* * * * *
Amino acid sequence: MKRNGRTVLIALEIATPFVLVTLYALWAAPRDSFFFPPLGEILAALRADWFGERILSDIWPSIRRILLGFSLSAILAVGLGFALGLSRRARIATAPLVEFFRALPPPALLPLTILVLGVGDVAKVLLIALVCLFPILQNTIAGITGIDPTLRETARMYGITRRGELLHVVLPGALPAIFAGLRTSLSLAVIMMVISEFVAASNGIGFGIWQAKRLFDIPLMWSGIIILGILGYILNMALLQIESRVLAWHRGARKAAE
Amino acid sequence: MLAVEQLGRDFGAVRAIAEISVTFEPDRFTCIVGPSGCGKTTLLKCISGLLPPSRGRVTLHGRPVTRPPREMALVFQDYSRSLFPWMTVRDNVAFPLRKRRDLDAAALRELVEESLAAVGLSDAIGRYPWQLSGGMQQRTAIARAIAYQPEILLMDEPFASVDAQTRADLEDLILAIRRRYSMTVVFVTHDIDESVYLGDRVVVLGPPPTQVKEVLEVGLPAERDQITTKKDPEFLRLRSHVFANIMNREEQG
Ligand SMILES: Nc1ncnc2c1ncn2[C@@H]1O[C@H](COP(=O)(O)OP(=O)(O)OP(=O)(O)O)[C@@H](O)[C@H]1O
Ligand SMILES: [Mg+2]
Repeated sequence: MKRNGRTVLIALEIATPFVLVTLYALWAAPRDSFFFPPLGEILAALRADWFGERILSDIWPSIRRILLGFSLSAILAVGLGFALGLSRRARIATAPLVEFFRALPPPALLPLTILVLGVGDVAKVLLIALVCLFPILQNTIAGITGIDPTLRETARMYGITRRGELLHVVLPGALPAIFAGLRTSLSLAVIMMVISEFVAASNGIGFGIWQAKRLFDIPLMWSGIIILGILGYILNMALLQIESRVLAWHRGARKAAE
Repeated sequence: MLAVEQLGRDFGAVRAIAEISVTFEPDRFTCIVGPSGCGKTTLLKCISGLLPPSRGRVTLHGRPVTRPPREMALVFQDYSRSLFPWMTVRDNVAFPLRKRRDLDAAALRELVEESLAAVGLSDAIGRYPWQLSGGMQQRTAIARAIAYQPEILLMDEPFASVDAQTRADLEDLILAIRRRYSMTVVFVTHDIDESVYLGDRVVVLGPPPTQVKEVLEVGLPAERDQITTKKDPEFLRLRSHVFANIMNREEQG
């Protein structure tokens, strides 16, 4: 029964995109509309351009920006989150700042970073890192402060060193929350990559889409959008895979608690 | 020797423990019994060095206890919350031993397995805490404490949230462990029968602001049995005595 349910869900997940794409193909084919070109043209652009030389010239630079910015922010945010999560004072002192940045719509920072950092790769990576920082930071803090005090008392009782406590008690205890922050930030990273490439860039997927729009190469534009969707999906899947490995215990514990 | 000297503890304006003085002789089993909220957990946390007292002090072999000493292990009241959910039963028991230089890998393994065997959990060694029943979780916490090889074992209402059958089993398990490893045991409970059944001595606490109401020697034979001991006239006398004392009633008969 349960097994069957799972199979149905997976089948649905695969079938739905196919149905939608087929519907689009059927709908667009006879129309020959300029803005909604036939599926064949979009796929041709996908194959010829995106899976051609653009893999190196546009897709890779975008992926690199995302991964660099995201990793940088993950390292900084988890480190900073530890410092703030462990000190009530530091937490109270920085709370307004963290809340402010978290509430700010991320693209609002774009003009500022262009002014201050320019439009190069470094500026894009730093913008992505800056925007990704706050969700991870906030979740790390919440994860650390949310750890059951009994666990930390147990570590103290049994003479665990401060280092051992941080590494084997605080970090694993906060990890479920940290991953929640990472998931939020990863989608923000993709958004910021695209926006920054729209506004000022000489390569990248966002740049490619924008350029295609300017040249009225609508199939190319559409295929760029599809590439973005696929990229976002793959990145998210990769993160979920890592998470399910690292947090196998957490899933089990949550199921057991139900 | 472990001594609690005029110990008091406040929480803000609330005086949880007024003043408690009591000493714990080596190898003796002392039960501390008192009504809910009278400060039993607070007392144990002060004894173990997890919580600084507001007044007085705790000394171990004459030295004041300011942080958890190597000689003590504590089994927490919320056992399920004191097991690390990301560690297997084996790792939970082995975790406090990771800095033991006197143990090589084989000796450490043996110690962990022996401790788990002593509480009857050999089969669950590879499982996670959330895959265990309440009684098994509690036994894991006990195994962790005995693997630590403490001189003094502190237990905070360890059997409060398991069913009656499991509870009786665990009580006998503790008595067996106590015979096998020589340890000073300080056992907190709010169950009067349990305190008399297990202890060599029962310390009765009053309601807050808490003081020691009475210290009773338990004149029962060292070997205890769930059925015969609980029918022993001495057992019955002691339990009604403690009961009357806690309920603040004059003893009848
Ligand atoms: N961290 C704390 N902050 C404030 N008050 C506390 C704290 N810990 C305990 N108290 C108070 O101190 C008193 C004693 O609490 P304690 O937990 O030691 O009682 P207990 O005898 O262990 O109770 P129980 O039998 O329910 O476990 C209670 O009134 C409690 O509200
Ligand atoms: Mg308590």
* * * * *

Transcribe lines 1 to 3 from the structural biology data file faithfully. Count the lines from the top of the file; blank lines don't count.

Amino acid sequence: MKRNGRTVLIALEIATPFVLVTLYALWAAPRDSFFFPPLGEILAALRADWFGERILSDIWPSIRRILLGFSLSAILAVGLGFALGLSRRARIATAPLVEFFRALPPPALLPLTILVLGVGDVAKVLLIALVCLFPILQNTIAGITGIDPTLRETARMYGITRRGELLHVVLPGALPAIFAGLRTSLSLAVIMMVISEFVAASNGIGFGIWQAKRLFDIPLMWSGIIILGILGYILNMALLQIESRVLAWHRGARKAAE
Amino acid sequence: MLAVEQLGRDFGAVRAIAEISVTFEPDRFTCIVGPSGCGKTTLLKCISGLLPPSRGRVTLHGRPVTRPPREMALVFQDYSRSLFPWMTVRDNVAFPLRKRRDLDAAALRELVEESLAAVGLSDAIGRYPWQLSGGMQQRTAIARAIAYQPEILLMDEPFASVDAQTRADLEDLILAIRRRYSMTVVFVTHDIDESVYLGDRVVVLGPPPTQVKEVLEVGLPAERDQITTKKDPEFLRLRSHVFANIMNREEQG
Ligand SMILES: Nc1ncnc2c1ncn2[C@@H]1O[C@H](COP(=O)(O)OP(=O)(O)OP(=O)(O)O)[C@@H](O)[C@H]1O